Andrew Wiseman looks at the week’s big news on the gender pay gap.
I think it was Mark Twain who popularised the phrase “Lies, damned lies, and statistics” more than a century ago. In my head, it’s still a phrase that rings very true. I imagine we’ve all had experiences of wanting to cherry-pick certain pieces of data to support a particular hypothesis, in the absence of the broader data context in which the nugget sits.
Reading this week’s commentary on the gender pay gap amongst larger UK organisations brought me back to Twain’s comment again and again. On a personal note, I think it’s a positive move that businesses and organisations are being asked to be more transparent about how much they pay their people, and this can only help to close the pay gap that exists between men and women. However, the data as it stands is a blunt instrument – and one which has the potential to be entirely misleading, even damaging, to organisations that have been called out by the media.
The context of the data is that firms and organisations have to calculate an hourly mean and median rate of pay for all its employees. Now, for a business like McDonald’s, the vast majority of its workers will be working on non-fixed hours contracts, paying a flat rate, which a glance at their website suggests starts at £6.32 per hour for all staff. It’s perhaps not surprising then, that McDonald’s reports little or no gap between its pay for men and women.
On the flip-side of this, Ryanair have seen a lot of the negative headlines for its reported 71.8% gap on male to female pay. Now, I think most people like to have a go at Ryanair for lots of things, but the context of this pay gap is likely explained by most of its pilots (who earn much more than cabin crew) being male, and the majority of cabin crew being female on lower hourly rates.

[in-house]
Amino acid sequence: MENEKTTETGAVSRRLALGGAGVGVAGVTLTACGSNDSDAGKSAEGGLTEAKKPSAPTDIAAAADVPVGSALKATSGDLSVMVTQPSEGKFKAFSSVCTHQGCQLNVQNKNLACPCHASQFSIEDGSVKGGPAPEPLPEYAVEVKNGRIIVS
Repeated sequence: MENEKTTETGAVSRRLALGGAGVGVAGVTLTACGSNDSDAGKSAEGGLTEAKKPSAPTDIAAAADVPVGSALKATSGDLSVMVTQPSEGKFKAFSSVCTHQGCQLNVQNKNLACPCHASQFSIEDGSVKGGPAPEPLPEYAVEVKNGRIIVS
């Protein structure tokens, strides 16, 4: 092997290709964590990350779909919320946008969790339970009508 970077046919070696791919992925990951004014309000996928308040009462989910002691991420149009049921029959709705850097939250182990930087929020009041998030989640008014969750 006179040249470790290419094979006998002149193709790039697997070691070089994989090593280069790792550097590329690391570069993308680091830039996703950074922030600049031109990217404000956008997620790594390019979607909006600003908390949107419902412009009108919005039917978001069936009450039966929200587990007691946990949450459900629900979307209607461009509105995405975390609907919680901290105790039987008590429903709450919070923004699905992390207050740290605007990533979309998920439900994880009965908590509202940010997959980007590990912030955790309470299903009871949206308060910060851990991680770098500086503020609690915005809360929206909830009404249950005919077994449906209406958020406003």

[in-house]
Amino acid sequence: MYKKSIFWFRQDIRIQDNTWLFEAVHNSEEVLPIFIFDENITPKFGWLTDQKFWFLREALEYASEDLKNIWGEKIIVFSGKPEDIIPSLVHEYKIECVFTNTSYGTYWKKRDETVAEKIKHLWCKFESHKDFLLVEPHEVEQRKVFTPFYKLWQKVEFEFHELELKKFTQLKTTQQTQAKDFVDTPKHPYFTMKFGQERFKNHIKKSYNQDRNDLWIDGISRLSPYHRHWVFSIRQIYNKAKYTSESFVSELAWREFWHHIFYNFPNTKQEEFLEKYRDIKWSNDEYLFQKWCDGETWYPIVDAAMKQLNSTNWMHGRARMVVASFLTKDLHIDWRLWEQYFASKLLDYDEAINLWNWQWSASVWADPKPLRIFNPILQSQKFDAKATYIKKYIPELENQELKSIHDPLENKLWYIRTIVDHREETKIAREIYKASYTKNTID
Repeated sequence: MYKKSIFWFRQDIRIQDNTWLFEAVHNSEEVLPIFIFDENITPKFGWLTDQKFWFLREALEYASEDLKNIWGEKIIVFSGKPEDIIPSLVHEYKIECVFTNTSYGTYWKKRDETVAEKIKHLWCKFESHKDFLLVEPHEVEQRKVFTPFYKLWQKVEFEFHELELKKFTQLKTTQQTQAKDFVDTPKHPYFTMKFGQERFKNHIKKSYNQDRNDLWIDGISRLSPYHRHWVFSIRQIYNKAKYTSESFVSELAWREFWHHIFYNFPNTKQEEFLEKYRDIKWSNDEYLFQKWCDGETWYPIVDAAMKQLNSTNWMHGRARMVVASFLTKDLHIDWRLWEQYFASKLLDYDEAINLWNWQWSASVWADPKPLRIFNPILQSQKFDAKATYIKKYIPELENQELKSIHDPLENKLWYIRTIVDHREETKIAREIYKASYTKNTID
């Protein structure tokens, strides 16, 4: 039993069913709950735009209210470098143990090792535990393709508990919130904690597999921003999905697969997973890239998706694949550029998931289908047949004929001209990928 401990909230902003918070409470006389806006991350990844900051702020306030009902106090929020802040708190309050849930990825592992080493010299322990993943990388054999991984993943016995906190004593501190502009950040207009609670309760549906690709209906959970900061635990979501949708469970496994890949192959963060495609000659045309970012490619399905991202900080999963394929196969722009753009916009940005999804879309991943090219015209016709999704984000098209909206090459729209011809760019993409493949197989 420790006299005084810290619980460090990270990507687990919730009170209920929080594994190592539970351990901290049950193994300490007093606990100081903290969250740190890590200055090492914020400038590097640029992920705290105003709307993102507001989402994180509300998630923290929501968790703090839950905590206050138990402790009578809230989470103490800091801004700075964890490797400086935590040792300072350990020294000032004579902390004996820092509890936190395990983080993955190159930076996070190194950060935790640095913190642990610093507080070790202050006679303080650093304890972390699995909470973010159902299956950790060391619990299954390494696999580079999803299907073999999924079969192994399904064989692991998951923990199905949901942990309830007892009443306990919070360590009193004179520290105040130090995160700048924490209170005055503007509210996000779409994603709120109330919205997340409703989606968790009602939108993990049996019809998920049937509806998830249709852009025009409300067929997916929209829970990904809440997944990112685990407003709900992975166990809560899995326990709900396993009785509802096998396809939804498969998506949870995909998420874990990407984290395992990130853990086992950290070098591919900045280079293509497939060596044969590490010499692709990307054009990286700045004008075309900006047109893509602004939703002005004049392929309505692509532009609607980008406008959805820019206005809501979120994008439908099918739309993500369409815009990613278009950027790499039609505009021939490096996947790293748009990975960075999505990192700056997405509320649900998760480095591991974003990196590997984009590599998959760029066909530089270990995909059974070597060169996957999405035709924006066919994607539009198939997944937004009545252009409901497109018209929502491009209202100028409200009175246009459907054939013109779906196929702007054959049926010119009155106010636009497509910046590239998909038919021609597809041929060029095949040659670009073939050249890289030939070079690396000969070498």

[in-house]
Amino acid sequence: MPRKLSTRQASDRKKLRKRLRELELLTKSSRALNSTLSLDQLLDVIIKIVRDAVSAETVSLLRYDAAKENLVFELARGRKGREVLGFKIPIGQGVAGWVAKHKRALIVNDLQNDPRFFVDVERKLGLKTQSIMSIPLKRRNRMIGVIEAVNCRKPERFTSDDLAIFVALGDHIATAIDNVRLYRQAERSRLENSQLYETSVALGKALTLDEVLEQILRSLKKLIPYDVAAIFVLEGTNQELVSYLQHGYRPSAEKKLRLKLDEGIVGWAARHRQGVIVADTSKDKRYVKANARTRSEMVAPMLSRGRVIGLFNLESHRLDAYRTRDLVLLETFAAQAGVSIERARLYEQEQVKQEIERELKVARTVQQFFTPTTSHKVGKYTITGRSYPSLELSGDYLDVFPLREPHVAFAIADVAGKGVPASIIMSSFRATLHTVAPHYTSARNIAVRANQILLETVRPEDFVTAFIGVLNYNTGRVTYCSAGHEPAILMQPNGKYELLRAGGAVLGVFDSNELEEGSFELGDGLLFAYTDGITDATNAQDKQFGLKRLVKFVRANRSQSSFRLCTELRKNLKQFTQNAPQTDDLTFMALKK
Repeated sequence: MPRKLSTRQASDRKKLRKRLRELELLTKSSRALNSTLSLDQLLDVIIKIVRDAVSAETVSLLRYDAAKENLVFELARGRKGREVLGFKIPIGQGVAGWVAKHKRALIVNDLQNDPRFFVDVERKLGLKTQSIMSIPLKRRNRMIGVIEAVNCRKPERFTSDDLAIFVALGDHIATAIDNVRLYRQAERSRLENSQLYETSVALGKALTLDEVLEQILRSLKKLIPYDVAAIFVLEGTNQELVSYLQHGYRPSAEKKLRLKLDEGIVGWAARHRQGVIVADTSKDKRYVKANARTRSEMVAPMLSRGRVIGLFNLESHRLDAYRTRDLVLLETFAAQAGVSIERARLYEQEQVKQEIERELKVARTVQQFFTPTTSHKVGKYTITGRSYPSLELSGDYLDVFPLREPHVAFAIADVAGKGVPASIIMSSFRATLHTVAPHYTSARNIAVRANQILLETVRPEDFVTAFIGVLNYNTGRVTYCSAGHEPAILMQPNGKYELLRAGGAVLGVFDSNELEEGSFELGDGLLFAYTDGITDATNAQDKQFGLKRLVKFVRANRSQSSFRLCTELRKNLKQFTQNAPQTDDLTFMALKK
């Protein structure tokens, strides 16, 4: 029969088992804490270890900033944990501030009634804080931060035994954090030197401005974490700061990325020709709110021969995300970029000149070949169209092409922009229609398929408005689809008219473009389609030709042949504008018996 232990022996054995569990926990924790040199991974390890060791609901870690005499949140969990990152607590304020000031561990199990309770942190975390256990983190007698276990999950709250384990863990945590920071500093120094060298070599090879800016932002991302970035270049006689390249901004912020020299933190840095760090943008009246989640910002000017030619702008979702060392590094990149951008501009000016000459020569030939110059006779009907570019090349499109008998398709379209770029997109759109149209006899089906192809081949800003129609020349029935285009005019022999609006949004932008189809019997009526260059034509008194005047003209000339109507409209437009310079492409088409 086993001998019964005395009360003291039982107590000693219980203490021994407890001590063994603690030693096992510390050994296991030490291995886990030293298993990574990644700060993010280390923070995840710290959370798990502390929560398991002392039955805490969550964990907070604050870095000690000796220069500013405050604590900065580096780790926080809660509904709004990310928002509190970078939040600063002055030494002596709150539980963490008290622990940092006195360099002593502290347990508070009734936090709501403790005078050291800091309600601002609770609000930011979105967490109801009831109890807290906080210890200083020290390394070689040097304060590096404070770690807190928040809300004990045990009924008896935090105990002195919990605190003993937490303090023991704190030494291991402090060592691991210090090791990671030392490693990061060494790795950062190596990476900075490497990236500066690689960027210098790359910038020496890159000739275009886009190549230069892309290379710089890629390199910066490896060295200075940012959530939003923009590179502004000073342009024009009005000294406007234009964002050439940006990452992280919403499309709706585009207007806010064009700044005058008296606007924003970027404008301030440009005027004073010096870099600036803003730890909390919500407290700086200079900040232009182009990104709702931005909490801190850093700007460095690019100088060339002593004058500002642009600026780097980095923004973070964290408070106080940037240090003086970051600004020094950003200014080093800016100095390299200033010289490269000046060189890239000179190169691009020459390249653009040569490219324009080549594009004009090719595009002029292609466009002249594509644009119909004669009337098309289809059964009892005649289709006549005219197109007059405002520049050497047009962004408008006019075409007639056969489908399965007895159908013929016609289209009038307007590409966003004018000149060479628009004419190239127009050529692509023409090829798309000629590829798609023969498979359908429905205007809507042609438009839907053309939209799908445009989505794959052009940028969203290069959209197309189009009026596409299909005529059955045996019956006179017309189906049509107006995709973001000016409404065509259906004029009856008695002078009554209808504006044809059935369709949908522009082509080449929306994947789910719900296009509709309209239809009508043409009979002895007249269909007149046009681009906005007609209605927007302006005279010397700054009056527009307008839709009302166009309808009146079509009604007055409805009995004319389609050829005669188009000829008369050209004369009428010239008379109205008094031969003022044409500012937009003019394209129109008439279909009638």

This gap becomes even more pronounced when you look at the gender pay gap in businesses such as professional football clubs. If you’re a top footballer at a Premier League football club, your weekly salary could well be over £300,000. When equated to an hourly rate, this comes to over £8,200 per hour, based on a 37.5-hour week. Square this with cleaning, catering and administrative staff (of which there will be both male and female employees) at the same club earning the minimum or living wage – and it’s perhaps no surprise that clubs like Stoke City recorded a gap of 92.5% when all of its professional footballers are male.
For this data to be of more use there needs to be more context. We need to not only look at what the data tells us, but why it’s telling us that. Let’s slice and dice the data so that we can see the pay gap between male pilots and female pilots at Ryanair for example before creating our headlines. Moreover, from a societal perspective, how about encouraging a greater diversity in the recruitment and retention processes of some of those offending categories (engineering, construction etc)? If this can be achieved, then the data collected can really start to help make positive change in the future.